If It’s Really Love, Throw Away The Scorecard
I was angry at my boyfriend. Well, angry might be too strong a word. I was irritated with him. It was over something petty, a silly little thing that doesn’t really matter in the larger scheme of our life together, with aging parents, growing kids, bills to pay, health issues, and everything else that being adults throws at you.
But I was irritated with him. And I was at that tipping point. You know that point I’m talking about. It’s that point where you could decide to let it go, admit it’s silly and not a big deal and just move on. Or you could decide to dig in your heels, insist that your perspective is valid, completely justified, he’s wrong and you’re right and get downright pissed off at him.
And I was tipping toward the latter. It was a silly issue, yes, but one I’d brought up before and he was constantly brushing off. To me, it was really important and I needed him to not only hear me, but to acknowledge that I was right and promise that we could change it. So I was leaning hard toward getting downright pissed off at him, right down to plotting in my head the things I would say when we argued about it later.
And then my grandma called. My incredible, 80-something year old grandma, who lost her husband almost a year and a half ago, after nearly 70 years of marriage. She was calling to talk to me about something else, and in fact, the argument with my boyfriend never came up. He came up, but only because I was letting her know about our recent decision to move in together.
That’s when she said the magic words that totally shut down all my frustration.
“Just remember, it’s not 50/50.”
She continued, “Sometimes one of you is going to give more than the other, that’s just the way it is. But if you’re only giving 50%, then you’re not really trying. It’s give and take, always. At some point, whoever’s taking at one moment will be the one doing the giving later. You can’t keep score.”
This wasn’t something she hadn’t told me before, to be honest. I remember her telling me that when I was married many years ago. The problem was, at that point, I did all the giving because I was married to a selfish asshole who was all about taking. My entire marriage was about me putting in all the effort, and it still wasn’t enough. So when she said that to me back then, I couldn’t hear it because I knew, with that man, it simply wasn’t true. He was never going to give anything to me (except for my two beautiful and amazing children, but he even managed to be selfish about doing that).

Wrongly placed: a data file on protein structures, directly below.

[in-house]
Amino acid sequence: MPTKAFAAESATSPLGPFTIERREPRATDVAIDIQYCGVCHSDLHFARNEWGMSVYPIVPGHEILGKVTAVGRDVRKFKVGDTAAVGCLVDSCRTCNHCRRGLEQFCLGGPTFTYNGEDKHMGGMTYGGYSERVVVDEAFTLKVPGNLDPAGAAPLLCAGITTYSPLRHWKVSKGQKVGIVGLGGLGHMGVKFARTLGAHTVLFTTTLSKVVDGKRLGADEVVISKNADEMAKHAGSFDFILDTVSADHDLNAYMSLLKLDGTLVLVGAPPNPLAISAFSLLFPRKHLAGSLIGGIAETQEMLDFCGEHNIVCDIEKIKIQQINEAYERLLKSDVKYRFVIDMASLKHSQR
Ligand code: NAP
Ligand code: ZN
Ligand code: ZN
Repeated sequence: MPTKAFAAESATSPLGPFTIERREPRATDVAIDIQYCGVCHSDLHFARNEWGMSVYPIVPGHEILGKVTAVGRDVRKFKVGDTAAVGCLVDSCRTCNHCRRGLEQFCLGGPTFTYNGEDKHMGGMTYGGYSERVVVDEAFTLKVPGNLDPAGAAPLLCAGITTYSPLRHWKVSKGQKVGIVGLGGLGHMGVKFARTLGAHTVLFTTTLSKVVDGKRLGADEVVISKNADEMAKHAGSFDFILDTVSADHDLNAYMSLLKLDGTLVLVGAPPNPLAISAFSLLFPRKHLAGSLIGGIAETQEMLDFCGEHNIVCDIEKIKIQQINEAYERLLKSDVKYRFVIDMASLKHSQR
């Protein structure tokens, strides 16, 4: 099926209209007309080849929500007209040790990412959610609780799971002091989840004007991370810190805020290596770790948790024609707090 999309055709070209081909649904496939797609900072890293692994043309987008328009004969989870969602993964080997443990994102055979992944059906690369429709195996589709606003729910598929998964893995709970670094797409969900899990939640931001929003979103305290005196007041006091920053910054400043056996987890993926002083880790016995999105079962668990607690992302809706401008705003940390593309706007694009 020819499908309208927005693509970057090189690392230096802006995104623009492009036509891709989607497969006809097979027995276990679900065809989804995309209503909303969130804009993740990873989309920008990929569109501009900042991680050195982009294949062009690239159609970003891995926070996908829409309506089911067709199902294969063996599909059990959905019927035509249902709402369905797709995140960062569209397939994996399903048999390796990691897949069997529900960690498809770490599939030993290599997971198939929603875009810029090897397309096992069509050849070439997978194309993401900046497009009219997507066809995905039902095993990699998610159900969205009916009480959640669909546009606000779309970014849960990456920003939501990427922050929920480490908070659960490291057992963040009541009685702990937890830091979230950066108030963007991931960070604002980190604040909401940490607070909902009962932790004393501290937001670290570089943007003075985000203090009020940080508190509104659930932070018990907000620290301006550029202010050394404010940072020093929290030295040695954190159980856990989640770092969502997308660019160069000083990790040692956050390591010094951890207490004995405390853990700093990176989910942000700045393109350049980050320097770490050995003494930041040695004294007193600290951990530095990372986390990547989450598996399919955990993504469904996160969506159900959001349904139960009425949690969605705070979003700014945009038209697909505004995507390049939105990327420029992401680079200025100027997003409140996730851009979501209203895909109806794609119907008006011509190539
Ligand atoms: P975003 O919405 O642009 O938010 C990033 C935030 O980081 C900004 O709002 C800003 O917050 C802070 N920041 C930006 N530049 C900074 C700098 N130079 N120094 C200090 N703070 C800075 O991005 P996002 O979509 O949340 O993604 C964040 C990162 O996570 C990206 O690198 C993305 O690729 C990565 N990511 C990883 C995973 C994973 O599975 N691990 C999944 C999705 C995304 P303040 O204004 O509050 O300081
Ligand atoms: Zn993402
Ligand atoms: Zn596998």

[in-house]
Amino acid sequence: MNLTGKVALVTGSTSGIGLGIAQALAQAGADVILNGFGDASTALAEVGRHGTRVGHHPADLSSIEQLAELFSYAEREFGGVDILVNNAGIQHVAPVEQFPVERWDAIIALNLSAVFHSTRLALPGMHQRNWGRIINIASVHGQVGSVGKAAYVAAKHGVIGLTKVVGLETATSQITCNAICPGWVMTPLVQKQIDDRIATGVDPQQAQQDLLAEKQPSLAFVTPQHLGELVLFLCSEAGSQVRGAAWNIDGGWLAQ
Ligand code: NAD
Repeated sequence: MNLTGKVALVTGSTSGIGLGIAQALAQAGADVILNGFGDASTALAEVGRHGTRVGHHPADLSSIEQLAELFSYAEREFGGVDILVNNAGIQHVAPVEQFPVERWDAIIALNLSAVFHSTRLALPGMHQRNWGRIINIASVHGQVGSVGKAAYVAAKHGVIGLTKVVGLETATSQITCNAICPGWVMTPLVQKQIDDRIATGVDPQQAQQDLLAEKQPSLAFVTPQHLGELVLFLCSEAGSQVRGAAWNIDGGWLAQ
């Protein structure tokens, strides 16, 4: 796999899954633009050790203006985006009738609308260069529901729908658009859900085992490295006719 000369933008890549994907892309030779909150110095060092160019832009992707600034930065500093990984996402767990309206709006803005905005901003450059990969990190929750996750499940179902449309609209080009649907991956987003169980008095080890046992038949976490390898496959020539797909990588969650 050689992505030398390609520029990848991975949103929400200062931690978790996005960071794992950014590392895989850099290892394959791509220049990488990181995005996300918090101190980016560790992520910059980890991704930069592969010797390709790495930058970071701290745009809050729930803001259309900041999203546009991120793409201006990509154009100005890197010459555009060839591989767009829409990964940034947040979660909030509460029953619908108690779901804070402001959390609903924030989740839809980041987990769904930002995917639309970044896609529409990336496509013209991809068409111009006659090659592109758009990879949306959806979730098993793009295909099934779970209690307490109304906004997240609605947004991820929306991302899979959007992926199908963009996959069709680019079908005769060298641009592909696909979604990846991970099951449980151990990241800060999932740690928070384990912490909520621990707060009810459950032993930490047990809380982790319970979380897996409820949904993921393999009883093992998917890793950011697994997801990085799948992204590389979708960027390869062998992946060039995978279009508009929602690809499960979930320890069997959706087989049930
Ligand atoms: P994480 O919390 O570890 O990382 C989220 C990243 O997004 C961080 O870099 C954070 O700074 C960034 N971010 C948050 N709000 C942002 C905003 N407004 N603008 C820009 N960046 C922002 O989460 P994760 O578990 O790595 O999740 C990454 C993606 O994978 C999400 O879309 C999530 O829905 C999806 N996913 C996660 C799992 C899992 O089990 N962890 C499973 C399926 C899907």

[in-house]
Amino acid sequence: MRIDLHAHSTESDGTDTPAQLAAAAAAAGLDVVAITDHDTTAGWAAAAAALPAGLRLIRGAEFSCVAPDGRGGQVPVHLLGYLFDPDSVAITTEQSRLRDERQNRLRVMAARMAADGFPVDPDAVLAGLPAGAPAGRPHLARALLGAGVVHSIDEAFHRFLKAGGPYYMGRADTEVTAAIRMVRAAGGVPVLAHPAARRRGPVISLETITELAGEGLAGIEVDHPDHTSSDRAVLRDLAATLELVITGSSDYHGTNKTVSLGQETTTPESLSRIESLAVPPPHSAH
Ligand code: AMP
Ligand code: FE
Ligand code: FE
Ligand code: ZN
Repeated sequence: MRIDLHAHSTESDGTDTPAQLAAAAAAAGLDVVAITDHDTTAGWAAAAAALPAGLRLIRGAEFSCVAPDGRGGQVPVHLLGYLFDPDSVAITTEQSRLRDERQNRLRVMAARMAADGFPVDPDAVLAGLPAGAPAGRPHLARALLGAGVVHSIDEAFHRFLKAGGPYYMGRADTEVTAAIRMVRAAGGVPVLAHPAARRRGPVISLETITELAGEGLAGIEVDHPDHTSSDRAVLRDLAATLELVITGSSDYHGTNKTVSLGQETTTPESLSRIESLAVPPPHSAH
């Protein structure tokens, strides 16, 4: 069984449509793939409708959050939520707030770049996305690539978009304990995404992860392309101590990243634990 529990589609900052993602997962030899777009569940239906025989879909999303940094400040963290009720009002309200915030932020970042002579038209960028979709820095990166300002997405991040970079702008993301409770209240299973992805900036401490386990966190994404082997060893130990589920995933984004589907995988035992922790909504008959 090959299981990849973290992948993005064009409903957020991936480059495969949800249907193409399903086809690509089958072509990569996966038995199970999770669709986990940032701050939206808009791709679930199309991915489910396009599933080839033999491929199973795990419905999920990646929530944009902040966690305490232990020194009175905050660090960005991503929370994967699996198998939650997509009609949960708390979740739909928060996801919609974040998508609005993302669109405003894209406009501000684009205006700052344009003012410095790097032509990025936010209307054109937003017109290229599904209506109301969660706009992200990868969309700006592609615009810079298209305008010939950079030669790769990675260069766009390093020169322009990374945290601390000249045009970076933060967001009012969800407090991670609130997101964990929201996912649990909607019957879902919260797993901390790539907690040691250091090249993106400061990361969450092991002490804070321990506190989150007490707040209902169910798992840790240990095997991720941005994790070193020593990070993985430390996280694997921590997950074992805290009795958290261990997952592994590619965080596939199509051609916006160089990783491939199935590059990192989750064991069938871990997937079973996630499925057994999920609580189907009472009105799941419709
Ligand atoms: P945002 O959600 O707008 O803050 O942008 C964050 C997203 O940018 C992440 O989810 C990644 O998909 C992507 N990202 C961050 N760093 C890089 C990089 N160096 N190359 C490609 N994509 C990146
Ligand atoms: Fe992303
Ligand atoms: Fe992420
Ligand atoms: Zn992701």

But I heard her today. I heard her today because I know that my boyfriend is the kind of man who gives. He tries. He cares. He loves me. And I realized that what I was upset about wasn’t worth being that upset. It may not change right now, but eventually it will. I just have to wait. The circumstances will change and as a result, what I’m upset about will naturally go away.
I was expecting him to meet me halfway, but my grandmother’s words made me realize that this is one of those times where he needs me to be the one who gives more. He needs me to be the one who goes a little further to make everything easier and keep things going.
That realization was all it took to completely change everything. In that instant, my irritation vanished. I had no desire to argue with him anymore. The situation I was originally upset about still exists, and I still believe it’s not ideal and wish it were different, but I no longer feel like I need him to hear me. I feel like I can let it go and wait (perhaps very impatiently) for the day it will change — a day that I have no doubt is coming, and soon.
As a woman with a failed marriage and several other bad relationships in my past, I would never say that I’m qualified to give anyone relationship advice. But when that advice comes from a woman who had a marriage that lasted almost 7 decades, I feel safe in saying that it’s advice worth listening to.
Don’t calculate. Don’t draw lines in the sand and say, “We have to meet here so that we’re putting in equal effort.” If you truly love your partner, get rid of the scorecard. Give it everything you have, and trust that they’ll do the same. And in the end, you’ll be in your 80s, able to tell younger people that they need to remember it’s not 50/50 — and they’ll listen to you, because if you’ve made a relationship last that long, you clearly know what you’re talking about.